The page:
Anyone who knows me well also knows that I am passionate about a core set of issues that relate to the web. One of those is the need for the web to remain free, open, and unregulated by the federal government. Another is the "Do Not Track" legislation that has been getting volleyed in Congress for the past several years.
What is Do Not Track?
Similar to a "Do Not Call" list for telemarketers, Do Not Track (DNT) legislation would allow consumers to opt out of having their online activity tracked with a simple click of a mouse. Senator Jay Rockefeller (D - West Virginia) introduced the bill in 2011 and since that time, it has essentially stalled. But Senator Rockefeller is back at it, reintroducing the bill this past month. And being that Senator Rockefeller has already announced that he is not seeking re-election in 2014, you can be assured that going out with a win is a priority. The bill is being co-sponsored by Sen. Richard Blumenthal (D - Connecticut)
Is all this "Do Not Track" talk new?
No. The Ad Choices program has been around for years. According to their site:
The AdChoices Icon (also known as the "Advertising Option Icon") is a sign for consumer information and control for interest-based advertising (which is also referred to as “online behavioral advertising”). When you see the AdChoices Icon on a Web page or near a Web banner, it lets you know that information used to infer your interests is being gathered or used to improve the ads you see. By clicking on the AdChoices Icon, you learn about how interest-based ads are delivered to you. More importantly, the AdChoices Icon gives you the ability control whether you receive interest-based advertising and from which companies.
Lou Mastria, executive director of the Digital Advertising Alliance, which manages the Ad Choices program, said it best: “We serve the ad choices icon a trillion times a month. It’s pretty hard to say it’s not working.” In short, consumers have had the ability for years to opt-out of internet-based advertising.
Why Do Not Track is bad
There are a variety of reasons why I feel DNT is bad, but I want to focus on the advertising revenue discussion. Think of some of your favorites websites. Facebook, The Onion, Drudge Report, ESPN, YouTube - nearly all of our favorite sites on the web are without a paywall. How can they afford to do that? By tracking user behavior and serving up relevant ad units to users. Are you a 25-year old male who likes college basketball? Expect to see some ads from the NCAA team apparel store next time you're on BuzzFeed. A 48-year old mother of two who stays at home? Redbook.com is going to hit you up with with Expedia ads based on your online vacation planning activity. Is this annoying? Possibly to some, but the alternative is for mom to instead get served up ads about Busch Light and Old Spice. Think about the total online experience. Without those highly targeted ads, sites are no longer free, advertisers can no longer target users effectively, on the online experience as we know it is a very different one than what we've grown used to. “If we do away with this relevant advertising, we are going to make the Internet less diverse, less economically successful, and frankly, less interesting,” says Mike Zaneis, the general counsel for the Interactive Advertising Bureau, an industry group.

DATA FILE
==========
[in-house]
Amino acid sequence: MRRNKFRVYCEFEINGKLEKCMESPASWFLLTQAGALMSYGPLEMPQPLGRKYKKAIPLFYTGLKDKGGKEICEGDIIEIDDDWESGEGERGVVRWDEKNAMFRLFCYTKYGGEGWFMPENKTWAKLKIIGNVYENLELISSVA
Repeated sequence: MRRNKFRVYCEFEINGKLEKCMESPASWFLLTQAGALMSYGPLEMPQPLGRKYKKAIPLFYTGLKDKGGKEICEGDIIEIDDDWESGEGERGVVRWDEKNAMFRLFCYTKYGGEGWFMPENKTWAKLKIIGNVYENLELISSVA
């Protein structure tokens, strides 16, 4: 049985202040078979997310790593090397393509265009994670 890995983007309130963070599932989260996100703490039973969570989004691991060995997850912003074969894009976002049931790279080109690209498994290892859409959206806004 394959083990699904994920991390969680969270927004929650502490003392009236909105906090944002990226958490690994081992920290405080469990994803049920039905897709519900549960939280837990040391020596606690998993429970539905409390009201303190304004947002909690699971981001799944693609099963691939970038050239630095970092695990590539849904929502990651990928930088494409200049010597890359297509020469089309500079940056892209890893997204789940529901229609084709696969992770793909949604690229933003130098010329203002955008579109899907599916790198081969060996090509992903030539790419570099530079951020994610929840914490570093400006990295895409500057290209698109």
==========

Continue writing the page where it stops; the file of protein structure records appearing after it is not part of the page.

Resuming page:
What can you do?
We've become a society that is hyper-protective of our privacy, and justifiably so. Quite honestly, there are a lot of online creepers, phishing scams, viruses, etc. that should make us leary of the online experience. However, advertisers are not out to get your bank account number or hack into your investment porfolio. They simply want to deliver timely, relevant content to you like any other advertsing platform. Implementing DNT legislation could have effects far greater than Senators Rockefeller, Blumenthal, and others intend. If you agree, drop a note to your elected officials telling them that DNT is a bad idea. And in the meantime, keep surfing, keep building that cookie base, and enjoy the free access to millions of sites that highly targeted advertising has afforded you.